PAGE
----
Although condoms can't prevent all cases of STI transmission, they do provide a substantial level of protection. People who use them consistently get far fewer cases of STIs (especially chlamydia and gonorrhea) than other people.
Putting Things Into Practice
Using condoms is not just a question of having a technical understanding of them. They need to be remembered and put on at the time of having sex, in the heat of the moment. If you treat putting on the condom as part of the foreplay, rather than as an interruption of it, things may well be easier. With plenty of practice, many people find that condom use becomes an integral part of sex.
But it takes two to tango: How you and your sexual partner interact will be crucial to whether a condom is used. Rather than it just coming down to you or the other person, the way the two of you communicate is what matters. Not all of that communication will be verbal.
In many situations, both partners will want protection to be used, and it will be reassuring for both to see that a condom is in place. But in other situations, this will be tricky. You may want to use protection, but your partner may be unconvinced, uninterested or hostile.
This can especially be a problem as you get to know a partner. Newly formed couples often find that it's harder to continue using condoms as their relationship develops -- the growing feeling of trust may make one or both partners feel that condoms aren't necessary. This may be despite no up-front discussion about HIV status and how recently each person tested. Thus, the risk may be as great as the first day you met.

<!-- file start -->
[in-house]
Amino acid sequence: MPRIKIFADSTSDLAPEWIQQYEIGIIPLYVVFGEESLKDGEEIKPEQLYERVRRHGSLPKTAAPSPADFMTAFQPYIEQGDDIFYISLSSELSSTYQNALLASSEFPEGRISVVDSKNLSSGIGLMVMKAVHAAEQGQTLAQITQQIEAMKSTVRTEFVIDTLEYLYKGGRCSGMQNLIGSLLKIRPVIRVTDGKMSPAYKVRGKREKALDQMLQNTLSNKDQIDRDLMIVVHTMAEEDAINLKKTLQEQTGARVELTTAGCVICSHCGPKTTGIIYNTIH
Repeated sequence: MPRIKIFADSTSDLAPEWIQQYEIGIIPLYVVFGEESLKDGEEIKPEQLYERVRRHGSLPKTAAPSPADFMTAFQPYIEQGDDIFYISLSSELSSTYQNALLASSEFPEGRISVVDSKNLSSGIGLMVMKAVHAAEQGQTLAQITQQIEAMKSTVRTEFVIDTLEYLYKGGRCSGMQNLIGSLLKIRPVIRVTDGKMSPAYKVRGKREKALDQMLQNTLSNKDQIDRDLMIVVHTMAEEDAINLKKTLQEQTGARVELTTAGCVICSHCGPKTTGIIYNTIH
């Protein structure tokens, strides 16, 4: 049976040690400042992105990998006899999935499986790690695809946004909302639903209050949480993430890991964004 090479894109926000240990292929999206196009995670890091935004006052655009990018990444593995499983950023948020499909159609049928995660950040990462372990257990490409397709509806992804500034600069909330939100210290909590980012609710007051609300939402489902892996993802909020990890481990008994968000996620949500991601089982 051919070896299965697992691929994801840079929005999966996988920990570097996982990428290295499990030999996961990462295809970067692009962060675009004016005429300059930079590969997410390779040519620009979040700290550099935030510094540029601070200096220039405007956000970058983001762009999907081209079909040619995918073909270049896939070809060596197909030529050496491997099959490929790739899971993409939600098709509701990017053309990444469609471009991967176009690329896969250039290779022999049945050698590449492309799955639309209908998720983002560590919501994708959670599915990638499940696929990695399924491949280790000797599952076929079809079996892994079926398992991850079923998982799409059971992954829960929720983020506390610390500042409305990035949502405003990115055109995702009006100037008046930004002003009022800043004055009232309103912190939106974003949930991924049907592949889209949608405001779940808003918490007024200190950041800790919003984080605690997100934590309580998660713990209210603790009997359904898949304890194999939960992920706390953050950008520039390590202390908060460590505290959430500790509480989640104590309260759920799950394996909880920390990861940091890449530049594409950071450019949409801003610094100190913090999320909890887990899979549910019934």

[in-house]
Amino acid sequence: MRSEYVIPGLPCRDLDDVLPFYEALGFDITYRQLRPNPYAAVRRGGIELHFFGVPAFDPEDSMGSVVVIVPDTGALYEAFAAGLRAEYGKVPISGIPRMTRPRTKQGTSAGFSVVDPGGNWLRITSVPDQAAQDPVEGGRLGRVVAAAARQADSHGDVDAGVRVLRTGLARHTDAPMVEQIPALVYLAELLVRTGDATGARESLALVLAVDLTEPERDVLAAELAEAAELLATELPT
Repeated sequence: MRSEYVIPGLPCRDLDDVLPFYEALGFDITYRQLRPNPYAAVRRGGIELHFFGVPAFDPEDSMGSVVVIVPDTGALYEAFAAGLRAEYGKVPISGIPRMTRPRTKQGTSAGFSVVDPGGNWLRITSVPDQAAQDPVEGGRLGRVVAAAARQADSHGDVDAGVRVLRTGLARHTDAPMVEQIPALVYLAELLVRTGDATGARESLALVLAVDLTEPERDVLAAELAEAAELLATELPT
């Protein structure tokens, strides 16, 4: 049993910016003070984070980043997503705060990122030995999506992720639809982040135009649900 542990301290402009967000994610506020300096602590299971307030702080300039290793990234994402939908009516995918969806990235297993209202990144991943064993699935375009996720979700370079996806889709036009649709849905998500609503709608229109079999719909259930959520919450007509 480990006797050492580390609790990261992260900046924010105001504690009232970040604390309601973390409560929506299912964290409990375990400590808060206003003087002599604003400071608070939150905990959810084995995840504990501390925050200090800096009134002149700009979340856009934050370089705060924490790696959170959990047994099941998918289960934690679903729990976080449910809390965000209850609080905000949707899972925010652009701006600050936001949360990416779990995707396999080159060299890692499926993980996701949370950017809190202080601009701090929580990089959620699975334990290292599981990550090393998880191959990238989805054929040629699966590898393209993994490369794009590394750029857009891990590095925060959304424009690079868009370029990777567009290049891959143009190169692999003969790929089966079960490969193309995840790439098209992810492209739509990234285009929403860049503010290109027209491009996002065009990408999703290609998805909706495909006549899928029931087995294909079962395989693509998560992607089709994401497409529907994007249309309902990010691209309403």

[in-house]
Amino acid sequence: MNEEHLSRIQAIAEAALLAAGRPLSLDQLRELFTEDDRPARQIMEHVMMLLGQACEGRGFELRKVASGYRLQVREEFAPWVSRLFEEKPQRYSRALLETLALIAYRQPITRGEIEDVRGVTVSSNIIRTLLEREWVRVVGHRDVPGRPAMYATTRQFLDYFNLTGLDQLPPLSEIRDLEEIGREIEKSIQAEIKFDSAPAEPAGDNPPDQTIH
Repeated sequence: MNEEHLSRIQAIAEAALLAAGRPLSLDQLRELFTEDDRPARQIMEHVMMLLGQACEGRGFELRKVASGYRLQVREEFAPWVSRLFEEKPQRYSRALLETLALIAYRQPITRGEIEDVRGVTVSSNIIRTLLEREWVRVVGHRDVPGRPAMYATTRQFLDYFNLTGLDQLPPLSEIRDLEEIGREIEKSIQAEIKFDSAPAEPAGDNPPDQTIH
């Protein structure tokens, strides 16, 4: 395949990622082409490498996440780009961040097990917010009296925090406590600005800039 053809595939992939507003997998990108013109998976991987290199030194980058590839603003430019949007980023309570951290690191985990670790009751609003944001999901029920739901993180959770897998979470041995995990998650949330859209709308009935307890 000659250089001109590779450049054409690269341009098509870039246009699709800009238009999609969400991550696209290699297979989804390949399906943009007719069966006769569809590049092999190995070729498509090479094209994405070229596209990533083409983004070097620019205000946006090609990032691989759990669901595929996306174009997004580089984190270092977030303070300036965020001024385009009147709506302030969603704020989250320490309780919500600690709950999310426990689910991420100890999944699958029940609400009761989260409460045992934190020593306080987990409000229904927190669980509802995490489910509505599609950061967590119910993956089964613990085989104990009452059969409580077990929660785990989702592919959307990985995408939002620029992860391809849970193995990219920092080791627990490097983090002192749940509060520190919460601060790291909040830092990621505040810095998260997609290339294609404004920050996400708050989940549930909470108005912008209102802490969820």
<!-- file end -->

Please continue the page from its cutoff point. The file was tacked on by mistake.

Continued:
Using Them Properly
Another reality of using condoms is that, on occasion, they break or come off. Research suggest that this can happen around 2.5% of the time.
Condoms are more likely to break, leak or come off if they are used incorrectly. And studies show that incorrect usage is quite common.
But condom failure happens to some people far more than it does to others. That shows that by learning the right way to use condoms and getting plenty of practice, it is possible to have a far lower failure rate.
Some things that people do wrong with male condoms include using condoms that are too small or too large for them, unrolling condoms before putting them on, using sharp objects to open condom packages, not using enough lubrication and letting the penis go soft before pulling out. Also, it may be that a person cannot maintain an erection while using a male condom -- so in that case, it's not that they've doing something wrong -- and using a female condom in the insertive partner can be helpful as an alternative strategy.